Good Areas – The story basically rewrites history, and it’s very interesting to see how it does so. Several characters from real life can be recognized, but in such strange contexts that you really can’t think of them as the historical person. So even though you could call it a historical story, it really is not, but is in an alternate universe. It’s amazing to think all the different kinds of animals that the author can imagine up, and with the occasional drawing, to see what they would look like. The story is captivating, and the intensity of emotion the characters feel is energizing. I don’t normally reread series, but this one I have read several times, so captivating are the story and characters. So with all this in mind, I give the series 5 stars for being an amazing series.

0 Stinks

1 Barely doesn’t totally stink

2 Boring

3 Bearable with a few redeemable qualities

4 Good

4 ½ Very good

5 Astronomically good


Guest Blog: Vince’s “As I Read It” – The Magic Thief by Sarah Prineas

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I have asked my 16 year-old son, Vincent, to write some book reviews. He is very well-read for his age, and can always be found with at least one book in hand. He has been known to walk into inanimate objects because he had his nose in a book. He prefers fantasy books, but has read a lot of other styles. What follows are his words. Enjoy!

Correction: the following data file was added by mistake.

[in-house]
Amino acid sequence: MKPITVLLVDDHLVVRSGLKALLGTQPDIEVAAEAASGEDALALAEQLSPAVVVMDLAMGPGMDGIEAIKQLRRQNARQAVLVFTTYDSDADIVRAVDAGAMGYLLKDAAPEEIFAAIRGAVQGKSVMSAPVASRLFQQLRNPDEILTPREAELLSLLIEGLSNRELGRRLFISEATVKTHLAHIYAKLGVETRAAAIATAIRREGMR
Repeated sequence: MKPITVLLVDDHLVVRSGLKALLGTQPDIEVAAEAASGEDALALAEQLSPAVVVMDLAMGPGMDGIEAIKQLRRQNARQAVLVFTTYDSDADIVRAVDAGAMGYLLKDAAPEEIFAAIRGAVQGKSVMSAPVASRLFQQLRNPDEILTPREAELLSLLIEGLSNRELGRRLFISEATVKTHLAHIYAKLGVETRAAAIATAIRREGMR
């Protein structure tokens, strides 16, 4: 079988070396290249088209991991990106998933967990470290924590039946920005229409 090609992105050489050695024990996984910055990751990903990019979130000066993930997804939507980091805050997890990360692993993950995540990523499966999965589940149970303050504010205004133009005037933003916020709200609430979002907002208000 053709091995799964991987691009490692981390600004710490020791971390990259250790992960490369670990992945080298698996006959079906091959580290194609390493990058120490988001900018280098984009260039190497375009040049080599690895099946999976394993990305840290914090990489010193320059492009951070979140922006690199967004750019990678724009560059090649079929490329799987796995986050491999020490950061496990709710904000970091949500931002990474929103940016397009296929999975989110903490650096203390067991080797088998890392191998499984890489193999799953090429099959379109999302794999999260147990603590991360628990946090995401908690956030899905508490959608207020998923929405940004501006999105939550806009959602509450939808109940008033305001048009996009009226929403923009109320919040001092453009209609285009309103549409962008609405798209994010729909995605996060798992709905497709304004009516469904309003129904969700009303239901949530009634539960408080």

My reviews will be divided into four sections, besides the rating, which itself will be how many stars out of five the series deserves. The first is Basic Protagonist. This one gives a few glimpses at the hero’s basic characteristics, to help determine whether the book would appeal to you. The second is Basic story, to acquaint my readers even to just the setting of the book. The third section is Possible Problem Areas. As the name suggests, this section covers any possible problems with the books. The final section is Good Areas. This area lists all the things concerning style and skill that the author excels at. As I am an avid lover of books, trying to list every positive portion of a book would require several pages of writing, so I have summarized my opinion of the book’s level of readability and enjoyability in the rating. You will never see a rating of 0 stars, since if a book is bad enough to merit that rating, I won’t be making a review of it. The lowest rankings you will ever see in this review are 3 or maybe 2 stars.